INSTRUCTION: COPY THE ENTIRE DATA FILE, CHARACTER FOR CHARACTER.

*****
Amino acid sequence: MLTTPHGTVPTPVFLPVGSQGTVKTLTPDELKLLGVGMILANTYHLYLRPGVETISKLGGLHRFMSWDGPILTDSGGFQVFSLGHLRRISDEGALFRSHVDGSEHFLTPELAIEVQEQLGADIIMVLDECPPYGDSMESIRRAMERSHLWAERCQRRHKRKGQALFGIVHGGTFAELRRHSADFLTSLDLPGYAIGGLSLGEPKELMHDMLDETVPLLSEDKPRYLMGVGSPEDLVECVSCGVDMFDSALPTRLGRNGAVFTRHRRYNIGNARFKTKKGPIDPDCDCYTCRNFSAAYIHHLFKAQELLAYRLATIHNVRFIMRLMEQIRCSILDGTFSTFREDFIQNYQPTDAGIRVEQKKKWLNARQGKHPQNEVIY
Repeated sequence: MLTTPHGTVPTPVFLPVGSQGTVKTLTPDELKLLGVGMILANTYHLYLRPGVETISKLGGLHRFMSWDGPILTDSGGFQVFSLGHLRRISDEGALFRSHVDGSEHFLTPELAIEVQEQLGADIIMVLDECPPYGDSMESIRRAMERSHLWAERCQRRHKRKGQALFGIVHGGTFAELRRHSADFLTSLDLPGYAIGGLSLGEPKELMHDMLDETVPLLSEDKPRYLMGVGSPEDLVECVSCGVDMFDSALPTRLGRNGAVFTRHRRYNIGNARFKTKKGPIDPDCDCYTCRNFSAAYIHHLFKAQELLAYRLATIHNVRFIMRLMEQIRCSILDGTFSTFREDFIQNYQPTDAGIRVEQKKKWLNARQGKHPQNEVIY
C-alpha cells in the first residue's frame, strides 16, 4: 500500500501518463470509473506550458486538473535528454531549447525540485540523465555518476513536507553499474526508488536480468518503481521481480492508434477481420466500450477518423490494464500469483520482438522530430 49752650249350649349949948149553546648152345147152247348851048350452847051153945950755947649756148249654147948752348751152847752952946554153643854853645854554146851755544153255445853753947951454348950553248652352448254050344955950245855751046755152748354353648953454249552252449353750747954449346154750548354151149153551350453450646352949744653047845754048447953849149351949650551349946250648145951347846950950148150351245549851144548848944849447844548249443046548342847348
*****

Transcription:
Amino acid sequence: MLTTPHGTVPTPVFLPVGSQGTVKTLTPDELKLLGVGMILANTYHLYLRPGVETISKLGGLHRFMSWDGPILTDSGGFQVFSLGHLRRISDEGALFRSHVDGSEHFLTPELAIEVQEQLGADIIMVLDECPPYGDSMESIRRAMERSHLWAERCQRRHKRKGQALFGIVHGGTFAELRRHSADFLTSLDLPGYAIGGLSLGEPKELMHDMLDETVPLLSEDKPRYLMGVGSPEDLVECVSCGVDMFDSALPTRLGRNGAVFTRHRRYNIGNARFKTKKGPIDPDCDCYTCRNFSAAYIHHLFKAQELLAYRLATIHNVRFIMRLMEQIRCSILDGTFSTFREDFIQNYQPTDAGIRVEQKKKWLNARQGKHPQNEVIY
Repeated sequence: MLTTPHGTVPTPVFLPVGSQGTVKTLTPDELKLLGVGMILANTYHLYLRPGVETISKLGGLHRFMSWDGPILTDSGGFQVFSLGHLRRISDEGALFRSHVDGSEHFLTPELAIEVQEQLGADIIMVLDECPPYGDSMESIRRAMERSHLWAERCQRRHKRKGQALFGIVHGGTFAELRRHSADFLTSLDLPGYAIGGLSLGEPKELMHDMLDETVPLLSEDKPRYLMGVGSPEDLVECVSCGVDMFDSALPTRLGRNGAVFTRHRRYNIGNARFKTKKGPIDPDCDCYTCRNFSAAYIHHLFKAQELLAYRLATIHNVRFIMRLMEQIRCSILDGTFSTFREDFIQNYQPTDAGIRVEQKKKWLNARQGKHPQNEVIY
C-alpha cells in the first residue's frame, strides 16, 4: 500500500501518463470509473506550458486538473535528454531549447525540485540523465555518476513536507553499474526508488536480468518503481521481480492508434477481420466500450477518423490494464500469483520482438522530430 49752650249350649349949948149553546648152345147152247348851048350452847051153945950755947649756148249654147948752348751152847752952946554153643854853645854554146851755544153255445853753947951454348950553248652352448254050344955950245855751046755152748354353648953454249552252449353750747954449346154750548354151149153551350453450646352949744653047845754048447953849149351949650551349946250648145951347846950950148150351245549851144548848944849447844548249443046548342847348